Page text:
She muttered a few things to that effect and flung herself out on the bed. She'd somehow managed to leg it out of Mongolia. She was now in Washington D.C., getting ready for an interview with Lars Metzger. She'd been planning to go back to Shepherd's Bush and spend some time with Aubrey next chance she got, but the idiot had canceled. Why? To become an army man.
Tricia laughed. It was the kind of thing that little kids said, wasn't it? "I'm going to be an army man when I grow up." Oh well.
What an idiot. But she had a job to do, and she was going to do it. She picked an outfit and started to get changed. When she was finished she headed out the door to meet the Butcher of Bavaria.
Sunday, August 2, 2009
So, obviously this is not a video I created. This is clip from Family Guy that basically skewers every music video cliche. You may notice that there are not any advertisements on my blog, so I'm not making any money off of this. So since I'm not claiming credit and I'm not making any money, shall we consider this fair use? This is my own personal disclaimer since I've written before on this blog about intellectual property. But damn if this isn't a funny video. So if you want to lambaste me, please do so in the comments.
Saturday, August 1, 2009
I am most pleased to be able to say that I shall soon be returning to you. My tenure in the Golden Army is up. How long has it been since we first invaded Russia and I first volunteered? Three years? Four?
I can't really recall. It has seemed a lifetime to me. But now it shall soon be up. I'm to be given a permanent pension, an officer's pension. It's not enough to live on, but it's enough to make a poor man satiated and a satiated man almost rich. I've been trying to figure out what I should do when I return. Employers look kindly on veterans, but what skills do I have? I can dismantle, clean, and reassemble an AS gun in thirty seconds. Perhaps I can get a job at an arms factory. Or would you rather have me help with the sheep, father?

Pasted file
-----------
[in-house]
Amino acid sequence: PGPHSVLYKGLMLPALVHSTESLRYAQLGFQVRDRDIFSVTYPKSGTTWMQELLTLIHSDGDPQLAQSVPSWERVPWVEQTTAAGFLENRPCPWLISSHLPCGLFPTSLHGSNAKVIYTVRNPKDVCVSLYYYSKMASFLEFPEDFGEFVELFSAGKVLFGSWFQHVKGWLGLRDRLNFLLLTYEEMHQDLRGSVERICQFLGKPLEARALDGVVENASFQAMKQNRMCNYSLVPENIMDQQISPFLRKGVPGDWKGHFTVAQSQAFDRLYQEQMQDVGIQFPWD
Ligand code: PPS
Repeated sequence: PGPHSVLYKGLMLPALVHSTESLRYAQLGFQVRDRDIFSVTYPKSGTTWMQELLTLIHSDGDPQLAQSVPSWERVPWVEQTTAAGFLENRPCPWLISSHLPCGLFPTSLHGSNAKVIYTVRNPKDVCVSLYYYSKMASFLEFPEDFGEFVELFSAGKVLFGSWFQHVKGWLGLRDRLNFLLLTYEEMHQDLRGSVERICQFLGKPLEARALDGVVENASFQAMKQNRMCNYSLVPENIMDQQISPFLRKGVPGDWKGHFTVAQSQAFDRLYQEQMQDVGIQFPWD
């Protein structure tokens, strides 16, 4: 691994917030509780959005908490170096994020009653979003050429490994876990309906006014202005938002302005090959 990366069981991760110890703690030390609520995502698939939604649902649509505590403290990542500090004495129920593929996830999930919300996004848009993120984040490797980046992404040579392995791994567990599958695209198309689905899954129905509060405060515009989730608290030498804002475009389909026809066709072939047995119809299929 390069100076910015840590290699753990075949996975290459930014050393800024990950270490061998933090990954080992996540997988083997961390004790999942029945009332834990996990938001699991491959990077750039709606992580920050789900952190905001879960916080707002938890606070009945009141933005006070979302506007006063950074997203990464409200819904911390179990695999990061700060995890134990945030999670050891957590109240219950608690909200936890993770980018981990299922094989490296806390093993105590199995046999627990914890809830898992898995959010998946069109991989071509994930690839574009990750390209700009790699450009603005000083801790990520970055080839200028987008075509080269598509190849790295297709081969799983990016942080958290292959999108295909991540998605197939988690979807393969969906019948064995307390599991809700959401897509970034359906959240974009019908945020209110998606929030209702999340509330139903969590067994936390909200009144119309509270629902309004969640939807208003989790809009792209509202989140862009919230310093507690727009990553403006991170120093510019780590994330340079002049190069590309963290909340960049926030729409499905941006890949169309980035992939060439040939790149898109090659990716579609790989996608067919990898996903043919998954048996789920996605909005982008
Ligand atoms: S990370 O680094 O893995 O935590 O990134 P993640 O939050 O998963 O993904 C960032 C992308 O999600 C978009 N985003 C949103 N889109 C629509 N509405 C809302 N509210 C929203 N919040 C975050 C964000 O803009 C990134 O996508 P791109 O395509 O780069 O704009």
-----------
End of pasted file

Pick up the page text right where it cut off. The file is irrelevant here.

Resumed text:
Well, that is still far in the future. I am in Sühbaatar now. You may recall this is the city from which I first was sent to the front. It is the jumping point for all infantry troops, into and out of the front. Speaking of which, have I written to you of Angarsk?
I was correct in assuming we would battle more Russians at Angarsk. It was apparently a city of some importance to their war effort. I found the bodies of at least two of their generals in the rubble after the battle.
It was, once again, an easy battle. I grow fearful that our battles may soon become difficult. For every army, as for every man, there are equal parts bad luck and good luck. We've been winning for so long I wonder if it will not be soon before we start losing for an equal period of time.